Superintendent says school report misleading -, Albany News, Weather, Sports

Superintendent says school report misleading

Superintendent Kathy Cox Superintendent Kathy Cox

August 15, 2003

(Atlanta-AP) -- State School Superintendent Kathy Cox says a new assessment that shows 42% of Georgia's public schools did not show "Adequate Yearly Progress" does not mean the schools are failing schools.

In fact, Cox says some of the schools have been Georgia's most successful in terms of average test scores. The new assessment shows how public schools have fared on achievement tests. Officials also say that status does not mean those schools will have to offer transfers to students.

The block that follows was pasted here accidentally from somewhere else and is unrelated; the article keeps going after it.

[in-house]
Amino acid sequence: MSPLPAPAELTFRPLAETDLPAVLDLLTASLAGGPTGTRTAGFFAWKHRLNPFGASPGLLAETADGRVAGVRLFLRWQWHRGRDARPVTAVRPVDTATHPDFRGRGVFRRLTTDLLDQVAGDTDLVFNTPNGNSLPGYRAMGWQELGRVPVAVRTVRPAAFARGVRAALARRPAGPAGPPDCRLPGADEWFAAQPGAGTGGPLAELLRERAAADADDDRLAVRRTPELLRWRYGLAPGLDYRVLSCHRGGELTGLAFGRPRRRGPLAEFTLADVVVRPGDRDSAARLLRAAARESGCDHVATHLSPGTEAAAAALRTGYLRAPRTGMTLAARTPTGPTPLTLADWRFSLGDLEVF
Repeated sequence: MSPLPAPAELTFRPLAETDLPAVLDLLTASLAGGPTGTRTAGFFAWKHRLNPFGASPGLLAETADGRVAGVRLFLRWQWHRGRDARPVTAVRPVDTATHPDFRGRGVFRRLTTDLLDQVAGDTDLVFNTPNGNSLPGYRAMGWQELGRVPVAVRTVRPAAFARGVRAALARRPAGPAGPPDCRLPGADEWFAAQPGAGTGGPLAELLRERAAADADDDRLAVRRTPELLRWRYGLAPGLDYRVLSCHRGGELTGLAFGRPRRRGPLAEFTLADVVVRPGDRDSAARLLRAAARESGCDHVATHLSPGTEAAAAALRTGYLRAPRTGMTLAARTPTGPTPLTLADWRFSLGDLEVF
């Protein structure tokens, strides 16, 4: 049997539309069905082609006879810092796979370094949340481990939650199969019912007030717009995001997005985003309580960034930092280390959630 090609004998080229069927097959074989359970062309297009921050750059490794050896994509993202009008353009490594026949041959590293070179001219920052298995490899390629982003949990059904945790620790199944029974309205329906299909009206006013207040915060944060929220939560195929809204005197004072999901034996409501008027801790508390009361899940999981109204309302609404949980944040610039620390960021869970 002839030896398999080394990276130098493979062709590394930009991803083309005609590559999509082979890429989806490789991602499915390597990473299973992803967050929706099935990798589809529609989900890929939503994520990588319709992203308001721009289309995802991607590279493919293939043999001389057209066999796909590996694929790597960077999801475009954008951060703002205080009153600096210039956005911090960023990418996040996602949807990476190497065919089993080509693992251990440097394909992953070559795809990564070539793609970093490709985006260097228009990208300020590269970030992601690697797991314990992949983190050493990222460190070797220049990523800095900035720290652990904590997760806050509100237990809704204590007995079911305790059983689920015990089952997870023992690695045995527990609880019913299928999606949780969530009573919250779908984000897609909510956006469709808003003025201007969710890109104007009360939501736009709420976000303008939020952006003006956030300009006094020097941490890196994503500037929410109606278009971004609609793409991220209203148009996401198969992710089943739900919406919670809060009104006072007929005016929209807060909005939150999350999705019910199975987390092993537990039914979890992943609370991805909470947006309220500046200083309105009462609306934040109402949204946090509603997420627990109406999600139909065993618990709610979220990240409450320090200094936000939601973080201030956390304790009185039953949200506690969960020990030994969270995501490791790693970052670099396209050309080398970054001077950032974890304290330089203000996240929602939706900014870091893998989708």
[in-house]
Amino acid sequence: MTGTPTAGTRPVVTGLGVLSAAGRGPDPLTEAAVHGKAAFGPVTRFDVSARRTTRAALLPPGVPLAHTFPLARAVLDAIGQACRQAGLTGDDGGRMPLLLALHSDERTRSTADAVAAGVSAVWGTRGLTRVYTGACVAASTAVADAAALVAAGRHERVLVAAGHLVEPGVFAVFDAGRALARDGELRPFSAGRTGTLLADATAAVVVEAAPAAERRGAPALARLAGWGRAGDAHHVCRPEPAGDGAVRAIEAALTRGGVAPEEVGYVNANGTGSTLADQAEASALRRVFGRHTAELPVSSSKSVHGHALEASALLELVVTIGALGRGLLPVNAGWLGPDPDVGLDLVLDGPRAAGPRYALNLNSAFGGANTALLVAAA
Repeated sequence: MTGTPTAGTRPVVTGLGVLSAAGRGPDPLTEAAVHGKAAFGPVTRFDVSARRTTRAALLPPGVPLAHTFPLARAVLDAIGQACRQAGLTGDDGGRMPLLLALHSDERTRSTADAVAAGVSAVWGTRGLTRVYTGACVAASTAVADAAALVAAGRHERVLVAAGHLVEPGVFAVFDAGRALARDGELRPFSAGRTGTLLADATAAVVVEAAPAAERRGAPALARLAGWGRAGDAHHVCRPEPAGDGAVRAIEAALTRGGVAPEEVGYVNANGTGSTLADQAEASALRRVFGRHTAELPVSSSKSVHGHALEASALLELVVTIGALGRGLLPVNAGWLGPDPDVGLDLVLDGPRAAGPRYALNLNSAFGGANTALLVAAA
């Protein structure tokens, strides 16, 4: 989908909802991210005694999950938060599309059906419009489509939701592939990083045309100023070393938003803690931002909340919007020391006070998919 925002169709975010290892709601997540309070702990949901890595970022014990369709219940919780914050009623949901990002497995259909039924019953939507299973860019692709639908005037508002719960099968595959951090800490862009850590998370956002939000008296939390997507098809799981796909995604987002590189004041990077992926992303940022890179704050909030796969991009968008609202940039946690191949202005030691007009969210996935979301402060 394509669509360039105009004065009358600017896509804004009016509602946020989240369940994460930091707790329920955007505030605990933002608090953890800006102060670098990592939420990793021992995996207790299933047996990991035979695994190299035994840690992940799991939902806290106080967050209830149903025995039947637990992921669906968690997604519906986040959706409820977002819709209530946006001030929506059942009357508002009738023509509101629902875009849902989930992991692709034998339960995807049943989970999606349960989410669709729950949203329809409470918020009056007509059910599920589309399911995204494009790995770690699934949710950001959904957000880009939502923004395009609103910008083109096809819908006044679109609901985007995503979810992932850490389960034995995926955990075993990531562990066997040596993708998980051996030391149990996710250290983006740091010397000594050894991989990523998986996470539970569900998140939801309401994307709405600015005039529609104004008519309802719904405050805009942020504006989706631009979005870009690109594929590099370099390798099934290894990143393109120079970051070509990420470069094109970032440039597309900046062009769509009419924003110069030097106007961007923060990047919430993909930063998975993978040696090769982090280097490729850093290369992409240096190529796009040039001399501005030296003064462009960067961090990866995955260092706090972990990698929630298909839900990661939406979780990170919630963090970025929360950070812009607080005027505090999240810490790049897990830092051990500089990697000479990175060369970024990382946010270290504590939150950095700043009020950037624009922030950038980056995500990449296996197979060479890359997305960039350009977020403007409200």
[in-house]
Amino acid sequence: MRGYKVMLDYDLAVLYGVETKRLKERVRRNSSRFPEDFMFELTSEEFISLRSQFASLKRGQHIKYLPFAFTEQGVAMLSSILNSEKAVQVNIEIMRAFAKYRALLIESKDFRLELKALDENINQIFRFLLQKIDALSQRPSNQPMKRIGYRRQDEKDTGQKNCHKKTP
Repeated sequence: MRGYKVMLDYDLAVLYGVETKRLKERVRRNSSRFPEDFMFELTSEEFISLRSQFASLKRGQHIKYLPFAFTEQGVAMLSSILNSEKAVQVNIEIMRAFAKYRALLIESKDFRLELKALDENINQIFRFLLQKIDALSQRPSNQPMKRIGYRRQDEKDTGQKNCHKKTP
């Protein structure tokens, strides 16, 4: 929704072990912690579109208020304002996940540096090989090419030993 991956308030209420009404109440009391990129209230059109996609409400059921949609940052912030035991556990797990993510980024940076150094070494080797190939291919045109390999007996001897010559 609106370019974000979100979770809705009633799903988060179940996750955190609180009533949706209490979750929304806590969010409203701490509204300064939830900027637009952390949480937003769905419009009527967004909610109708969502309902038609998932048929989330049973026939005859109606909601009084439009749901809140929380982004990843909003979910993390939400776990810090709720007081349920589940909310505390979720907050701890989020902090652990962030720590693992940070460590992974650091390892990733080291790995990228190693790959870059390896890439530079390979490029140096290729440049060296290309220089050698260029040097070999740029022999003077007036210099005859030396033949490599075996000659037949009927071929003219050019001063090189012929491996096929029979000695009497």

The federal No Child Left Behind Act signed by President Bush in January 2002 requires schools to meet certain testing goals each year. If a school fails to meet goals for two or more years, it is subject to penalties ranging from forcing the school to provide free transfers to students who want out to having the state take over the school and reassign teachers and administrators.

Last week, the state released a list assessing test progress of schools labeled Title One. Those are schools considered high-poverty because of the number of students who qualify for free or reduced lunch.

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